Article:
Why I Hate Halloween
For weeks now I’ve been procrastinating about Halloween. To me, choosing a costume for the unofficial national gay holiday is a chore even less captivating than getting a shingles shot or having my car tuned up, both of which I accomplished yesterday in an effort to stall the inevitable shopping.
It used to be that costumes were optional for most Halloween events, and most years I would bypass the option, perhaps wearing a bright orange tee shirt with black jeans to honor the season. But for the last several autumns, good friends have hosted a wildly popular “costumes only” party for more than 100 people. It is considered the event of the year in our social circle, and almost everyone vies to arrive in the most dramatic and/or outrageous attire. Some spend hundreds of dollars on their ensembles; others invest countless hours at the sewing machine trying to replicate The Queen of Hearts from Alice’s Adventures in Wonderland or Scarlett O’Hara from Gone with the Wind.
I don’t sew and I’m too frugal to throw away big bucks on an outfit I’ll wear for only three or four hours before relegating it to a box in the attic, most likely stained by meatballs marinara and shrimp-cocktail sauce from the party’s massive buffet table. While the costumes may be queen at our friends’ bash, the food is king. It’s a shame that so many of the attendees with splendid costumes cannot enjoy the eats. As several frustrated partygoers point out to me each year, there is simply no way they can chow down while wearing a full face or head mask. And oozy dips or sauces can do considerable damage to a faux girl’s makeup.
As someone who has worn glasses since childhood, I can’t do masks of any kind. Either they don’t fit over my specs or they so distort my peripheral vision that I constantly bump into other partygoers, sloshing their drinks and oozy dips or sauces all over their carefully executed garments.
I can wear a wig but I don’t believe it’s appropriate for me to wear a female wig. If a male is going to present himself as a woman, the result ought to be credible. That means no facial hair unless the costume is titled Bearded Lady Circus Freak. I’ve had a beard, mustache or goatee since college, and I’m not about to shed my daily drag for a momentary party illusion. (There’s a name for hairy drag that’s not suitable for a “family” newspaper, and I’ve always considered said term to be quite accurate.)
Besides, my John can be quite fetching in a dress and makeup, so there’s no point in me competing with him. If he goes as Miss Scarlett, I can try to get away with accompanying him as Rhett Butler. But such a simple “male” costume never wins me any kudos with the critics. The year I actually went to a party as Rhett, nobody had a clue as to who I was. I thought the ascot was a giveaway, but the closest anyone came to guessing my identity was the person who suggested Oscar Wilde. As a fan of Mr. Wilde’s writing, I acknowledged the guesser as being spot on.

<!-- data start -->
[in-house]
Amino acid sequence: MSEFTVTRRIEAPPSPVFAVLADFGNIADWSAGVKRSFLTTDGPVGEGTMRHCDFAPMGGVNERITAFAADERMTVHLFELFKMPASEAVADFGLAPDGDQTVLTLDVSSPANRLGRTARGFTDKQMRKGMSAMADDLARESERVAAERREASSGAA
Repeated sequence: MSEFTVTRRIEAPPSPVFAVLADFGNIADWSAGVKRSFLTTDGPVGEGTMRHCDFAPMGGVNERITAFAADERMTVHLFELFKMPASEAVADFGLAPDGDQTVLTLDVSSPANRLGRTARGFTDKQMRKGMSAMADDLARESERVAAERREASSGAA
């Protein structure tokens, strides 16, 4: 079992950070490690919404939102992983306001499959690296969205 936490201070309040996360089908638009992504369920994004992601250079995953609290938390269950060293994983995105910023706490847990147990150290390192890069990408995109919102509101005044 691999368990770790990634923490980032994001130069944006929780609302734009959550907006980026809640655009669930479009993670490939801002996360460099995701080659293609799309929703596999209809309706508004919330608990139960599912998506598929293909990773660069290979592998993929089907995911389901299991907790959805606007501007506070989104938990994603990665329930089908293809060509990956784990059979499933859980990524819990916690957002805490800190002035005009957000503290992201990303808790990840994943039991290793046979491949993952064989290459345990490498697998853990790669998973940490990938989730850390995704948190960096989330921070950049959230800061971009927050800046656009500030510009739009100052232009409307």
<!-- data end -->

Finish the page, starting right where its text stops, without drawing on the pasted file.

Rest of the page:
John is also suffering from costume-block, so I’m not sure I’ll be able to play off his choice—especially since he is thinking of going as Honey Boo Boo. Perhaps I could be Boo Boo’s daddy, Sugar Bear Mike, but that seems way too easy. Dig out my oldest dungarees and wear my belt a couple notches too tight.
Perhaps one reason I am so averse to costume parties is that I’ve ruined so many— costumes that is. Only once did I come close to ruining the entire party. That was back in the early 1980s at the jam-packed Lost & Found disco in Washington. While dancing and smoking (two things that never really should be done simultaneously) I accidentally lit the genuine grass skirt on my hula-girl outfit with a cigarette. I didn’t realize it until a smoky stench wafted up from below my waist and people began to scream. I ripped off the skirt, and several of us managed to stomp out a flickering flame before it ignited an inferno.
I spent the rest of the evening shaking in my shorts.
I’ve never won a prize, not even an honorable mention, for a costume, so often I just try to amuse myself with my selection. Last year I purchased a cheap “Arab sheikh” outfit from a big box store and, as a personal touch, added a large button on the chest that read, “Gay sheikh.” I spent much of the evening explaining the pun.
On more than one occasion I’ve dressed as a hippie from the 1960s, which is hardly a stretch as I still own floral print shirts, bellbottoms and plenty of peace-and-love buttons originally acquired in the era.
My favorite costume was store-bought a few years ago, and it suits my personality to a t (as well as many other letters). It also proved to be a hit with my fellow party-goers. I came as a walking crossword puzzle, with a grid across and up and down my body upon which everyone could take a turn writing a word that intersected with the prior words. Not surprisingly, the first area of the puzzle to be filled in was directly below my waist. I must admit that I enjoyed the attention awarded my groin, and the wordplay was quite good, too.
Since I provided erasable markers for the crossword writers, I could recycle that costume this year. To some, the look might be familiar but the words would undoubtedly be different. And, as with most of you who work much harder to come up with memorable costumes, I like Halloween best when the attention’s on me.
Email costume suggestions to Bill Sievert. You can also purchase his comic LGBT-themed mystery novel Sawdust Confessions on Amazon.